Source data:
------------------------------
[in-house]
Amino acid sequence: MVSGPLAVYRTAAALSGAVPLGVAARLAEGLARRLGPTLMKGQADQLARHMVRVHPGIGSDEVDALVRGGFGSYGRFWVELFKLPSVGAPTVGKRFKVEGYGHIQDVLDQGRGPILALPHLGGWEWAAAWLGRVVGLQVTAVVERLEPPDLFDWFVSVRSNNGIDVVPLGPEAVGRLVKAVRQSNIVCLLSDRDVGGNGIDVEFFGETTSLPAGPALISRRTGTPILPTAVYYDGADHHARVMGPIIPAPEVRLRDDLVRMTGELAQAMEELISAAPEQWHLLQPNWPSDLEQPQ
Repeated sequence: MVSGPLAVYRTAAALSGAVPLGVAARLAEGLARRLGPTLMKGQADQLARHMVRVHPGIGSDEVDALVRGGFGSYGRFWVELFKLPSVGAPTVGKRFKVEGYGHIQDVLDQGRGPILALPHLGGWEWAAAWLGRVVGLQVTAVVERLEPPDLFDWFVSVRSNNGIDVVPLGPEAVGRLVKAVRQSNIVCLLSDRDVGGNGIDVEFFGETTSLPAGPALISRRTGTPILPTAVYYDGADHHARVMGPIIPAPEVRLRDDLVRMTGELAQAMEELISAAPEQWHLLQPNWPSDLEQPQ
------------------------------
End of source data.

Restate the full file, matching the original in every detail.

[in-house]
Amino acid sequence: MVSGPLAVYRTAAALSGAVPLGVAARLAEGLARRLGPTLMKGQADQLARHMVRVHPGIGSDEVDALVRGGFGSYGRFWVELFKLPSVGAPTVGKRFKVEGYGHIQDVLDQGRGPILALPHLGGWEWAAAWLGRVVGLQVTAVVERLEPPDLFDWFVSVRSNNGIDVVPLGPEAVGRLVKAVRQSNIVCLLSDRDVGGNGIDVEFFGETTSLPAGPALISRRTGTPILPTAVYYDGADHHARVMGPIIPAPEVRLRDDLVRMTGELAQAMEELISAAPEQWHLLQPNWPSDLEQPQ
Repeated sequence: MVSGPLAVYRTAAALSGAVPLGVAARLAEGLARRLGPTLMKGQADQLARHMVRVHPGIGSDEVDALVRGGFGSYGRFWVELFKLPSVGAPTVGKRFKVEGYGHIQDVLDQGRGPILALPHLGGWEWAAAWLGRVVGLQVTAVVERLEPPDLFDWFVSVRSNNGIDVVPLGPEAVGRLVKAVRQSNIVCLLSDRDVGGNGIDVEFFGETTSLPAGPALISRRTGTPILPTAVYYDGADHHARVMGPIIPAPEVRLRDDLVRMTGELAQAMEELISAAPEQWHLLQPNWPSDLEQPQ